Preventing Problems with Saltwater Fish

If you follow these rules, you can have fish in a minireef with low risk of having to remove them for treatment:

• Remember that if one fish has symptoms, all the fish in the aquarium require treatment. For example, Amyloodinium and Cryptocaryon both possess a free-swimming stage that spreads the infestation. Since it takes a few days for symptoms to appear, you cannot know if asymptomatic fish are infected. For this reason, a separate quarantine tank is indispensable. See chapter 3, "Making Your Aquarium Look Real," for additional information about quarantine tanks.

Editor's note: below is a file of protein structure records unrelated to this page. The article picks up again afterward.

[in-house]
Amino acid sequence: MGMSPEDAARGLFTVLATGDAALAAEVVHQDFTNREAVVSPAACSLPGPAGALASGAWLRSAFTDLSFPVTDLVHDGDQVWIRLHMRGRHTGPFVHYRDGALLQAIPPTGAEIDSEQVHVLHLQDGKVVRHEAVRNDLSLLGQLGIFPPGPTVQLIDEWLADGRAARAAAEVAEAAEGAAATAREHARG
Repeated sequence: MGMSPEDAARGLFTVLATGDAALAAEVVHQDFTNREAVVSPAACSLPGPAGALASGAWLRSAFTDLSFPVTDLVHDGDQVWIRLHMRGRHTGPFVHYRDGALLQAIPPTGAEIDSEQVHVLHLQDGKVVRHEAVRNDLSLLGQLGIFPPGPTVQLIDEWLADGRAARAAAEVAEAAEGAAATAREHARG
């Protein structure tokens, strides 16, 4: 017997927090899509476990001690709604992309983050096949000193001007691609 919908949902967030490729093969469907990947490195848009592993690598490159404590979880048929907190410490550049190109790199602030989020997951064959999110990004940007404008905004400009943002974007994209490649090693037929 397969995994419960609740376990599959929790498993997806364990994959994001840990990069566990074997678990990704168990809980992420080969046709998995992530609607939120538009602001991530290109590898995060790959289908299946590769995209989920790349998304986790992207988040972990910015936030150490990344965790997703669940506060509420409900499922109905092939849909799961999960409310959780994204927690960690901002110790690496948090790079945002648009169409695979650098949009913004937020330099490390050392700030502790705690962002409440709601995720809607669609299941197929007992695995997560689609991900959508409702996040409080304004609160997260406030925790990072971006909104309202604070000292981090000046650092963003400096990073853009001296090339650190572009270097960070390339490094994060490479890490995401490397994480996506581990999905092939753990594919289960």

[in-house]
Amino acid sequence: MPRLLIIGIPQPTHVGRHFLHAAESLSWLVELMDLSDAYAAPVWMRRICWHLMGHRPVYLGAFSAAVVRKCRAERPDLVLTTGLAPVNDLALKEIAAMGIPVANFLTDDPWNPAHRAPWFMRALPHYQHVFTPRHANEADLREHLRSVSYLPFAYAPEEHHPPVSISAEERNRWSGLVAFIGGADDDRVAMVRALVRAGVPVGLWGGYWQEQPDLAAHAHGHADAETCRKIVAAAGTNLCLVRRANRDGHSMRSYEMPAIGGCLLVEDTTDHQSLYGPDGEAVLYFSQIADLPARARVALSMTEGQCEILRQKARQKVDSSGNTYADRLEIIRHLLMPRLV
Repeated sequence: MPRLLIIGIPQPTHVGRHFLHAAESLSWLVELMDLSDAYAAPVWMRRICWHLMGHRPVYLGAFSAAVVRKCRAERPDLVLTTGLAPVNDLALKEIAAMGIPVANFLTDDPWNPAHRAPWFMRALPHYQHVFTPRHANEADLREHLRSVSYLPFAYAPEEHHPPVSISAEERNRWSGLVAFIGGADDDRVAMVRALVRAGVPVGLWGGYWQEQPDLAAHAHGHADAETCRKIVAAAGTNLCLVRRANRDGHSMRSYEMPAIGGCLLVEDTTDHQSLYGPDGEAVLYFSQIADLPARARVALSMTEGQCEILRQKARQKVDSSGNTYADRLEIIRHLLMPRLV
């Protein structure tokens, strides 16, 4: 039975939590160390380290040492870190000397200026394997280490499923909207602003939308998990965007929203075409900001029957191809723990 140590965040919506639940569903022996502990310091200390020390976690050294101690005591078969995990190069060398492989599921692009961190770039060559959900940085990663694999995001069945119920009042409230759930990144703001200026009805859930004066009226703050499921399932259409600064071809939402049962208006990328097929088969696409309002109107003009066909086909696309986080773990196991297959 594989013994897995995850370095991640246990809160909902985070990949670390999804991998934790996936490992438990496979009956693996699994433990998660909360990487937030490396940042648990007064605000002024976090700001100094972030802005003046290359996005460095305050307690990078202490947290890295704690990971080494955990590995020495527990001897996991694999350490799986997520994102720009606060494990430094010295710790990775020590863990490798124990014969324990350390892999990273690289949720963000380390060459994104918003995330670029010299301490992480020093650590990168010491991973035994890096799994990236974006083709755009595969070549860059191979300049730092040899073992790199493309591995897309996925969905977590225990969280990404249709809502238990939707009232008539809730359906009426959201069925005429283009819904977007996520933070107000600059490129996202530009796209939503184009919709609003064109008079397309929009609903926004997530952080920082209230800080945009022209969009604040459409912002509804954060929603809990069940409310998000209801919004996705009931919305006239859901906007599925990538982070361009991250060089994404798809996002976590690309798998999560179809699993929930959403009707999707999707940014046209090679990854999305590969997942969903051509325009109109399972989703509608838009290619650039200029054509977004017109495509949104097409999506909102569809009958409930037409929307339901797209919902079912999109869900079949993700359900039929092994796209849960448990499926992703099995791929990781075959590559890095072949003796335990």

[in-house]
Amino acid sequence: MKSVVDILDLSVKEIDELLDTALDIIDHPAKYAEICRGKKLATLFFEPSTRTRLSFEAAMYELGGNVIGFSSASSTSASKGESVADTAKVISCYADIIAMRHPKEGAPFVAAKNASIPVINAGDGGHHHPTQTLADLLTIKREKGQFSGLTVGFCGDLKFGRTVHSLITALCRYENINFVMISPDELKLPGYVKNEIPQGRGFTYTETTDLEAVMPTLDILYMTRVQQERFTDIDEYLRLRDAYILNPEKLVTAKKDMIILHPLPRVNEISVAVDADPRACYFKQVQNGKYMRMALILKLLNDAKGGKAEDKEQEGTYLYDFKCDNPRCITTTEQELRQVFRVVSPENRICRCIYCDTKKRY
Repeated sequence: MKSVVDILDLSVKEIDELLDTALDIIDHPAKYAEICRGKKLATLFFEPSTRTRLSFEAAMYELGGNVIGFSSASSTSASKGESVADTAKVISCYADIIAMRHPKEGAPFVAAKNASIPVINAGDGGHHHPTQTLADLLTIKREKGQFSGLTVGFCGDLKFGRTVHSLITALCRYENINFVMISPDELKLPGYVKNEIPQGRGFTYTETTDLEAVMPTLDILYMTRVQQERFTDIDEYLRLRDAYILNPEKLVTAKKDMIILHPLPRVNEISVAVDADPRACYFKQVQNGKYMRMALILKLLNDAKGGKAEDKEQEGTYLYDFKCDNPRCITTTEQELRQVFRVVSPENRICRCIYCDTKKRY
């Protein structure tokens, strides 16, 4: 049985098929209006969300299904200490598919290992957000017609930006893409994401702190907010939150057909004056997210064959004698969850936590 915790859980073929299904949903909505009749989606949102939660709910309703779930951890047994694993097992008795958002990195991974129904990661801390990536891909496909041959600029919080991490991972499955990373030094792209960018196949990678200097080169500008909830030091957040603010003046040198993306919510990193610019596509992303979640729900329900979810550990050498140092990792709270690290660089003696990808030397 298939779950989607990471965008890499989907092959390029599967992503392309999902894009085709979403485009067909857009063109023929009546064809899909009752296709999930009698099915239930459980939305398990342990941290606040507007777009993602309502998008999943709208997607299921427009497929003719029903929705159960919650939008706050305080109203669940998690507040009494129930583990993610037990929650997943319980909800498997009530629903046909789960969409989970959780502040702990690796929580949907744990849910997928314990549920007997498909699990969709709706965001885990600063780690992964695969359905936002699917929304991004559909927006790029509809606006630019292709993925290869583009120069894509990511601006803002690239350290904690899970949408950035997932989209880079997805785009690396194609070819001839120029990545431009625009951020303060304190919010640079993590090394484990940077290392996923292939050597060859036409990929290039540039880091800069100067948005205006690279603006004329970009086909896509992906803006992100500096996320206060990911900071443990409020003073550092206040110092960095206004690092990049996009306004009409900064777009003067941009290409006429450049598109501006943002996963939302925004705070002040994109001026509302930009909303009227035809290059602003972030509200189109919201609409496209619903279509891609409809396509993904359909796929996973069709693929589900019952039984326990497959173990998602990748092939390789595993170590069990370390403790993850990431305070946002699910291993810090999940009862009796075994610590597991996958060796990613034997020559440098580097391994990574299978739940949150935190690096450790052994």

• Limit your fish to a few carefully selected individuals.

• Make sure the minireef has matured for several weeks before the fish arrive.

• Quarantine fish for two weeks after they are brought home from the dealer before introducing them into the minireef. New arrivals are always most at risk for problems. Already weakened from the no doubt traumatic experience of capture and shipment, a new fish may quickly be invaded by pathogenic organisms. Once the parasite succeeds in infesting the disadvantaged new arrival, trouble can easily spread to the other inhabitants of the tank. Quarantining new fish avoids this scenario, and allows for treatment of the problem without affecting conditions in the display tank.

• Maintain good water quality and provide an appropriate diet.

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